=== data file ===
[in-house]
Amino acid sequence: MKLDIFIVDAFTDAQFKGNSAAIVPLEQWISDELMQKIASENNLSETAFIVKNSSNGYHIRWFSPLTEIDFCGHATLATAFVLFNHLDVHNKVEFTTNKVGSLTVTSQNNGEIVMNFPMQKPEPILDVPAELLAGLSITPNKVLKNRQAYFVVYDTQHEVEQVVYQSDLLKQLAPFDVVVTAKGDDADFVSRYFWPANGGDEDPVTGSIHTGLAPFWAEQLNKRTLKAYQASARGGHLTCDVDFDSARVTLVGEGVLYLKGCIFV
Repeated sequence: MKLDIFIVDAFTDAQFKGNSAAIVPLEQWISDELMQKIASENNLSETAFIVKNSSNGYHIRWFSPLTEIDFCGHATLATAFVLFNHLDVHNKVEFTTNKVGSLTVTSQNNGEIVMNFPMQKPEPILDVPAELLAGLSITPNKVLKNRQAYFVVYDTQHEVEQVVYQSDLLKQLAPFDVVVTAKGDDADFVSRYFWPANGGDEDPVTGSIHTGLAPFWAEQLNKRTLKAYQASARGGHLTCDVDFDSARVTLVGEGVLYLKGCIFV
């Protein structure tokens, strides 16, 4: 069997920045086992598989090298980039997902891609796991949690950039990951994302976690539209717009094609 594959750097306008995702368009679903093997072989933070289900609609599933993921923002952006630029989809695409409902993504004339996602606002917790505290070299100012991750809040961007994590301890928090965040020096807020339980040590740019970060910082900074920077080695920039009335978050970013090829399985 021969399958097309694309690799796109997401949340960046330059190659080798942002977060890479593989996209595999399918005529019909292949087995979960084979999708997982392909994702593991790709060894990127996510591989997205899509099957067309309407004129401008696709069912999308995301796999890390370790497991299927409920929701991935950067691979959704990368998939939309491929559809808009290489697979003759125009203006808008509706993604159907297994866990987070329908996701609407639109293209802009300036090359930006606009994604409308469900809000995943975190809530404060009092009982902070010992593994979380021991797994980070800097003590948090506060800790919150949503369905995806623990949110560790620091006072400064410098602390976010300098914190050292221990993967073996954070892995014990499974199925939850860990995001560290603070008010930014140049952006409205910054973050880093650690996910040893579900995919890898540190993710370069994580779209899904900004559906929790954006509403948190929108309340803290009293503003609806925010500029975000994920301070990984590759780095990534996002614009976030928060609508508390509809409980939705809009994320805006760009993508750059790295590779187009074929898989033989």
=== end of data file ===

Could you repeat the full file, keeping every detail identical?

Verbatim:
[in-house]
Amino acid sequence: MKLDIFIVDAFTDAQFKGNSAAIVPLEQWISDELMQKIASENNLSETAFIVKNSSNGYHIRWFSPLTEIDFCGHATLATAFVLFNHLDVHNKVEFTTNKVGSLTVTSQNNGEIVMNFPMQKPEPILDVPAELLAGLSITPNKVLKNRQAYFVVYDTQHEVEQVVYQSDLLKQLAPFDVVVTAKGDDADFVSRYFWPANGGDEDPVTGSIHTGLAPFWAEQLNKRTLKAYQASARGGHLTCDVDFDSARVTLVGEGVLYLKGCIFV
Repeated sequence: MKLDIFIVDAFTDAQFKGNSAAIVPLEQWISDELMQKIASENNLSETAFIVKNSSNGYHIRWFSPLTEIDFCGHATLATAFVLFNHLDVHNKVEFTTNKVGSLTVTSQNNGEIVMNFPMQKPEPILDVPAELLAGLSITPNKVLKNRQAYFVVYDTQHEVEQVVYQSDLLKQLAPFDVVVTAKGDDADFVSRYFWPANGGDEDPVTGSIHTGLAPFWAEQLNKRTLKAYQASARGGHLTCDVDFDSARVTLVGEGVLYLKGCIFV
């Protein structure tokens, strides 16, 4: 069997920045086992598989090298980039997902891609796991949690950039990951994302976690539209717009094609 594959750097306008995702368009679903093997072989933070289900609609599933993921923002952006630029989809695409409902993504004339996602606002917790505290070299100012991750809040961007994590301890928090965040020096807020339980040590740019970060910082900074920077080695920039009335978050970013090829399985 021969399958097309694309690799796109997401949340960046330059190659080798942002977060890479593989996209595999399918005529019909292949087995979960084979999708997982392909994702593991790709060894990127996510591989997205899509099957067309309407004129401008696709069912999308995301796999890390370790497991299927409920929701991935950067691979959704990368998939939309491929559809808009290489697979003759125009203006808008509706993604159907297994866990987070329908996701609407639109293209802009300036090359930006606009994604409308469900809000995943975190809530404060009092009982902070010992593994979380021991797994980070800097003590948090506060800790919150949503369905995806623990949110560790620091006072400064410098602390976010300098914190050292221990993967073996954070892995014990499974199925939850860990995001560290603070008010930014140049952006409205910054973050880093650690996910040893579900995919890898540190993710370069994580779209899904900004559906929790954006509403948190929108309340803290009293503003609806925010500029975000994920301070990984590759780095990534996002614009976030928060609508508390509809409980939705809009994320805006760009993508750059790295590779187009074929898989033989």